Any one, two or three of the first panel portion, the second panel and/or the third panel portion each are angled along and/or extend along a percentage of the distance between the forward and rearward portion. That percentage is typically at least about 10%, more typically at least about 20% and even possibly at least about 30% of the distance. That percentage is typically less than about 50%, more typically less than about 40% and even possibly less than about 35% of the distance.

Although illustrated with three panel portions, it will be understood that the floor may be divide into fewer portions or more portions with the given angles to create the incline.

Entrance Angle

An additional feature of the bus of the present invention is to have the door disposed at an angle relative to the fore-aft axis of the bus. As can be seen in the FIG. 5, a fore-aft axis (A) extends along a length (L) of the bus. The passenger entranceway 50 to the bus 10 includes a frame 52. Such frame 52 typically defines an opening into which the bus door 54 is fit. When the door 54 is in a closed position, it is typically substantially planar or lies substantially within a plane. In a preferred embodiment, the bus door 54, the plane in which the door lies or both are disposed at an angle 64 relative to the fore-aft axis (A) of the bus 10. Preferably, the angle 64 lies in or opens is a a plane that is substantially or entirely perfectly horizontal, is substantially or entirely perfectly parallel to the flat surface upon which the wheels of the bus are disposed, is substantially or entirely perpendicular to the plane in which the door lies or any combination thereof. The angle 64 is typically at least about 5° (although it could be 0°, particularly in the longer length vehicles), more typically at least about 10°, and possibly at least about 15° or 20°. The angle 64 is also typically less than about 70°, more typically less than about 45° and even possibly less than about 30° or 20°.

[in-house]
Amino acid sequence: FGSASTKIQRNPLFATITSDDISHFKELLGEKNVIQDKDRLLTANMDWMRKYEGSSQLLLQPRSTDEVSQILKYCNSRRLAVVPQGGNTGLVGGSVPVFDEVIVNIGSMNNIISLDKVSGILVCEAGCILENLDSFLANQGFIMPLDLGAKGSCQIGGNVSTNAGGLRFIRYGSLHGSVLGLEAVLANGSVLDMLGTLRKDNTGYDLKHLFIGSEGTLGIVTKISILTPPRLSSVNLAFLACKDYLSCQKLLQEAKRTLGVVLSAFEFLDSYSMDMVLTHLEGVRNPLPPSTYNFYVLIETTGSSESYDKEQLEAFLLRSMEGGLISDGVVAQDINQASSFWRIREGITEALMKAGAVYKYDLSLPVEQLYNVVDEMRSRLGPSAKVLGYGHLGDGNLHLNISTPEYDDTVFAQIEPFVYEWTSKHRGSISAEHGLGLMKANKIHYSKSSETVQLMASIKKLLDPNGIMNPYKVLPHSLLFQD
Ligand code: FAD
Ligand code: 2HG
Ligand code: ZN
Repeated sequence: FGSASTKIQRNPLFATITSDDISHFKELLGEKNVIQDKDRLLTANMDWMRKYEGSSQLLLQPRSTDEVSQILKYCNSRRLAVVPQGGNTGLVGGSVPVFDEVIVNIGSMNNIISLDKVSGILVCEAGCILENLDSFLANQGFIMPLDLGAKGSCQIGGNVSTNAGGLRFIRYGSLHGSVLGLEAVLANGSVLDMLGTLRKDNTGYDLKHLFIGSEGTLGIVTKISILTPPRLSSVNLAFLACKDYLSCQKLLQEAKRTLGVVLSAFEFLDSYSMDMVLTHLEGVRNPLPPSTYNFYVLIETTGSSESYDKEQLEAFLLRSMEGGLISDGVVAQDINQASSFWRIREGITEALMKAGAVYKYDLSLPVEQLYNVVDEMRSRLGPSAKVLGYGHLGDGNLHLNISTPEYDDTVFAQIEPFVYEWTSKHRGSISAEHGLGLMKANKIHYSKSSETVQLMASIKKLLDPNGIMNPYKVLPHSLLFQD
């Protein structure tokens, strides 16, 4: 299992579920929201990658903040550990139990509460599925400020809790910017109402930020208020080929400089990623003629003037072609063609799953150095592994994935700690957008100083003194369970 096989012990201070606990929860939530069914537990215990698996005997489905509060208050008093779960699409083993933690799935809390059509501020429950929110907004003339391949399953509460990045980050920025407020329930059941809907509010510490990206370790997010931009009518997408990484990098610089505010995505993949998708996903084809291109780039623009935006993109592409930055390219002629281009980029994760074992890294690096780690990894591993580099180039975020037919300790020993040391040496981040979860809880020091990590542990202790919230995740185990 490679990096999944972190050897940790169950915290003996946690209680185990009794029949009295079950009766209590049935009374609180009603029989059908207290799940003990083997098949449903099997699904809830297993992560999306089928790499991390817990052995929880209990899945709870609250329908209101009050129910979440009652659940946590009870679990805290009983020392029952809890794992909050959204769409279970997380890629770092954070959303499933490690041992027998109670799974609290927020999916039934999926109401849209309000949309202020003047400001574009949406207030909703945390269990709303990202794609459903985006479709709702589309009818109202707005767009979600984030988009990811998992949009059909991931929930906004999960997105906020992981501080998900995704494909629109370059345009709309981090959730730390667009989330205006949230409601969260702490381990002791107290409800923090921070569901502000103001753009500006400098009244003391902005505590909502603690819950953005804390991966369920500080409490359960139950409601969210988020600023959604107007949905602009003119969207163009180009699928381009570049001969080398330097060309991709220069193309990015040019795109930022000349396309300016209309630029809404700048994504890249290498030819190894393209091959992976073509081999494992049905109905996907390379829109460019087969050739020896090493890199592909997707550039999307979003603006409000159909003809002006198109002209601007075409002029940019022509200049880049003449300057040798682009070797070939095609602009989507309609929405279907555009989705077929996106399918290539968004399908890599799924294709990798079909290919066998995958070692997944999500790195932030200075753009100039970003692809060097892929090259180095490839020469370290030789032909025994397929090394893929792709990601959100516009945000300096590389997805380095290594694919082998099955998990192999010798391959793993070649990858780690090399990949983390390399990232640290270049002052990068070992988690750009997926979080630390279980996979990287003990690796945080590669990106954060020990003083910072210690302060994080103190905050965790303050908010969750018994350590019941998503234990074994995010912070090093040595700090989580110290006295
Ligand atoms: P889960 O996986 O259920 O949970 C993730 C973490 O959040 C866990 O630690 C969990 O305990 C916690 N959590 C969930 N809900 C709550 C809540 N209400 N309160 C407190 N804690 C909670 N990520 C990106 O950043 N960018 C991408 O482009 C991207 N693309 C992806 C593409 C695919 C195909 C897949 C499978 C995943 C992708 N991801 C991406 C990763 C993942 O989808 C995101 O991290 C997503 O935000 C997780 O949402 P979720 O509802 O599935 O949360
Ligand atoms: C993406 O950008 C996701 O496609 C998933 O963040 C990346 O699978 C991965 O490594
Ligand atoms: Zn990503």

The overall length (L) of the bus (e.g., from front bumper periphery to rear bumper periphery) is typically at least about 15 feet (450 cm), more typically at least about 19 feet (580 cm) and even possibly at least about 22 feet (670 cm). The length (L) is also typically less than about 40 feet (1220 cm), more typically less than about 30 feet (915 cm) and even possibly less than about 27 feet (823 cm). Length of these vehicles may also be typically defined in terms wheel base (e.g. distance between the centers of the front and rear axles). The typical wheel bases for these vehicles may be greater than about 135 inches (345 cm) and less than about 260 inches (660 cm), although the present invention contemplates even wheel bases of greater length.